Dodgy Diplomacy

By Marc Nuttle

This week, the United Nations took a member vote to denounce Russia’s invasion of Ukraine. The vote was 143 to 5. This records one of the strongest denunciations of one nation’s action against another in the history of the U.N. or its predecessor, the League of Nations.
However, current sanctions on Russia only partially restrict its oil and gas sector leaving economic maneuverability for its economy. Russia is still allowed to sell oil on the open market.
In the affairs of men as well as nations, actions speak louder than words.
Russia produces about 10% of the world’s daily demand for oil. The United States purchases approximately 600,000 barrels of Russian oil per day, about 3% of U.S demand. At the writing of this report. America is still buying Russian oil. The Biden administration refuses to turn on the spigot of U.S. production to alleviate the need to buy Russian oil. This, on its face, makes no sense. The President made no mention of this in his State of the Union speech Tuesday night.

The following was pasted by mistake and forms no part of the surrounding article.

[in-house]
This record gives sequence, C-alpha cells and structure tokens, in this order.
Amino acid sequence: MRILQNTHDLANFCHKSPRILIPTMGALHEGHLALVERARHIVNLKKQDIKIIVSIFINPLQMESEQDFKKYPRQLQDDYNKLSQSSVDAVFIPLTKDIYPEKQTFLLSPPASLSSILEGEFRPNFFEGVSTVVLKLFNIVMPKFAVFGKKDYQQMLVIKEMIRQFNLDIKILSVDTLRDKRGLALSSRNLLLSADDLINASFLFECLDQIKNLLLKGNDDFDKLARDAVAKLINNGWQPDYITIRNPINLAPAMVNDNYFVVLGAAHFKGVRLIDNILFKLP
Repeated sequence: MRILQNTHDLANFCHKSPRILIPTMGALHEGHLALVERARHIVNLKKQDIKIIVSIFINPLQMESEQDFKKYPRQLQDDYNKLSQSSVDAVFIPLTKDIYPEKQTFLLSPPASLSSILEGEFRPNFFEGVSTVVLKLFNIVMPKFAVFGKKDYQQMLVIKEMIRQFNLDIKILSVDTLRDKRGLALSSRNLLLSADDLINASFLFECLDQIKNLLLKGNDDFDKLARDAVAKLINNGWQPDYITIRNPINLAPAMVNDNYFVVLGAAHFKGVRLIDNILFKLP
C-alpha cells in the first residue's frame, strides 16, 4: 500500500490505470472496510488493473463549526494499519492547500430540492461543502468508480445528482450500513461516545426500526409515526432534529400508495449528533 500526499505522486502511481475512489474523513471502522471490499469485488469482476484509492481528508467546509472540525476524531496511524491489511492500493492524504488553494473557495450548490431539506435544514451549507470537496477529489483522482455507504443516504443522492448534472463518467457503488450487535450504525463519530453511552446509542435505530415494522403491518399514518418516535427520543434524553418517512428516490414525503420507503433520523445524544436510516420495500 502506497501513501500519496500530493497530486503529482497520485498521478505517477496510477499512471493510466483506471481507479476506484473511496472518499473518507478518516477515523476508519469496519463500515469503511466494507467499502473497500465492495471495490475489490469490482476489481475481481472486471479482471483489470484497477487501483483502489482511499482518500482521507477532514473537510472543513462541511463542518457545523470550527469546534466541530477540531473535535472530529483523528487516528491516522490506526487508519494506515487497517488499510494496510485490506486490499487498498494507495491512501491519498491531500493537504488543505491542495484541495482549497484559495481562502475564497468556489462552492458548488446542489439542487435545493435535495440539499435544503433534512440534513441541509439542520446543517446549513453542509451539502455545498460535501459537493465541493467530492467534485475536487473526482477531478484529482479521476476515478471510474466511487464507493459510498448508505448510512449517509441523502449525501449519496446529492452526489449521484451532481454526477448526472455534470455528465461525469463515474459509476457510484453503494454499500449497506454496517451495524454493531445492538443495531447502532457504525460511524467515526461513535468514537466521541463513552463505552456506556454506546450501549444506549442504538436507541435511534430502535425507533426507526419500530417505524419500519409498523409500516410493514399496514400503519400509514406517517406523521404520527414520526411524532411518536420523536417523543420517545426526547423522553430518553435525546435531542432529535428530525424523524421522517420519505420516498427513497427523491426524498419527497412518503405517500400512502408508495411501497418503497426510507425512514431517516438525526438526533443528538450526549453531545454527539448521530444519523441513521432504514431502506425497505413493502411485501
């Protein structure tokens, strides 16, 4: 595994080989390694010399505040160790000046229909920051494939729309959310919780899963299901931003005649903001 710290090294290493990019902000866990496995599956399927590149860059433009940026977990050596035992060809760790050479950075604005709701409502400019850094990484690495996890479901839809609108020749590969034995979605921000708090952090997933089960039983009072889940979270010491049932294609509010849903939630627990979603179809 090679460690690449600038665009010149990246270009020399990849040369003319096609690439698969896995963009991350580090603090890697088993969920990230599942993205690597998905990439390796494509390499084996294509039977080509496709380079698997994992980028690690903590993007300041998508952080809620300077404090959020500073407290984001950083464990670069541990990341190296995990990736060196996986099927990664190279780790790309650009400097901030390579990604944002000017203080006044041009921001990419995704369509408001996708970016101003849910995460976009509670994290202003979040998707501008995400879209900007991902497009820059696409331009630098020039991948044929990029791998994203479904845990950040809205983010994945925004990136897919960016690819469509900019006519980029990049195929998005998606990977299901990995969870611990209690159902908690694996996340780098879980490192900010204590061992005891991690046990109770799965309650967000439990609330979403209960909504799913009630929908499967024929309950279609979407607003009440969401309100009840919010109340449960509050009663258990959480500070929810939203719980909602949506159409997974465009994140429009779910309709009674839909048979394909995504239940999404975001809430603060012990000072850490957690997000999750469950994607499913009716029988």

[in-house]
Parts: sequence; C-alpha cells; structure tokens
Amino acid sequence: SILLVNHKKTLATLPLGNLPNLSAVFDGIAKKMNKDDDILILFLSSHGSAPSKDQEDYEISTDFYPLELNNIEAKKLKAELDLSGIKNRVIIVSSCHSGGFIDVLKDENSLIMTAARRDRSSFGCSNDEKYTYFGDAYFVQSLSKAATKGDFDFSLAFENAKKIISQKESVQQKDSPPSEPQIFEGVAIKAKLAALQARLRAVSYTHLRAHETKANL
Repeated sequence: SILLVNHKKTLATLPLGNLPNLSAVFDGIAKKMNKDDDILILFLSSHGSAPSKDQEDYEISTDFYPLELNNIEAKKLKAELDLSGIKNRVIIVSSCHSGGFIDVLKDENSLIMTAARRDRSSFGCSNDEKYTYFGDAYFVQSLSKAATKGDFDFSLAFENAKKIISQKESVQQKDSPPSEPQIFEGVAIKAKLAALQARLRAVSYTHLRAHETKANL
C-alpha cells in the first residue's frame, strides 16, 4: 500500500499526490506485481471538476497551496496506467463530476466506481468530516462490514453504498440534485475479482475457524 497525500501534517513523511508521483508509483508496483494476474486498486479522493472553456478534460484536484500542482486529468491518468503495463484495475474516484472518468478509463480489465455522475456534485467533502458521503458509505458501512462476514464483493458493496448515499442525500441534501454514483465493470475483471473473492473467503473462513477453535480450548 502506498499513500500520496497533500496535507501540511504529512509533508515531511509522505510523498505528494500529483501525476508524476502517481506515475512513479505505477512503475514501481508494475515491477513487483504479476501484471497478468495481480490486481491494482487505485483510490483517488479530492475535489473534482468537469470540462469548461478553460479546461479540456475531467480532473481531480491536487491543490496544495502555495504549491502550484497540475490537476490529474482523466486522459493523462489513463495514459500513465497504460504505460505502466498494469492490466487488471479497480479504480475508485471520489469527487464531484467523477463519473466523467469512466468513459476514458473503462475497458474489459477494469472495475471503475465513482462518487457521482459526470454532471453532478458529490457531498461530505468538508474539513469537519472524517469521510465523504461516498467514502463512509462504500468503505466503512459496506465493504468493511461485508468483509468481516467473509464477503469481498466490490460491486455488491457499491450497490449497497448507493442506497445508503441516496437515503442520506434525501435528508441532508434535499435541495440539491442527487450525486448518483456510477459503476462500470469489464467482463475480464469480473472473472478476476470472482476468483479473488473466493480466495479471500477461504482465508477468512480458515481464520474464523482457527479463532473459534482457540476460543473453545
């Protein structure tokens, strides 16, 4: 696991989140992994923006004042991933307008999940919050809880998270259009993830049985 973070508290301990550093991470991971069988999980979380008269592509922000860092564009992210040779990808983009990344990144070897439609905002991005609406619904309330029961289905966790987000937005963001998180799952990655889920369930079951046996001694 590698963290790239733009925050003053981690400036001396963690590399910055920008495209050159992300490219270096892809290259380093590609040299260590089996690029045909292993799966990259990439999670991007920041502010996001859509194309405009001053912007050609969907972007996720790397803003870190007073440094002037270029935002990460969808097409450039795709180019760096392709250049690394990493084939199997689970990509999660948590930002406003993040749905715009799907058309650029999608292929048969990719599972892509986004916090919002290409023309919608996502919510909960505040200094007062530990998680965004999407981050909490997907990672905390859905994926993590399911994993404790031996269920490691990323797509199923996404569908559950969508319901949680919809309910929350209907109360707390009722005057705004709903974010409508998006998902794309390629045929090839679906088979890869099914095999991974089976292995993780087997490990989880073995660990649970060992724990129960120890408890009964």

The United States and its allied partners have sanctioned Russia. This is disrupting the supply chains of the world driving up oil prices to $116 per barrel. America then buys oil at this inflated price from Russia to Russia’s benefit.
Over 90% of Russia’s Gross Domestic Product is the export of oil. Sanctions should include the termination of all petroleum exports from Russia immediately. This, along with severing all financial banking services from the world’s federal reserve system, would not only make the war on Ukraine unaffordable, it would bring Russia to its knees economically.
Last night, the Russian military shelled defenseless civilian targets killing innocent men, women, and children. There can be no other strategic purpose in such monstrous, horrific action than to attempt to strike fear and terror in the Ukrainian population. In the face of overwhelming world condemnation, Putin continues to choose macabre truculence as a weapon of war.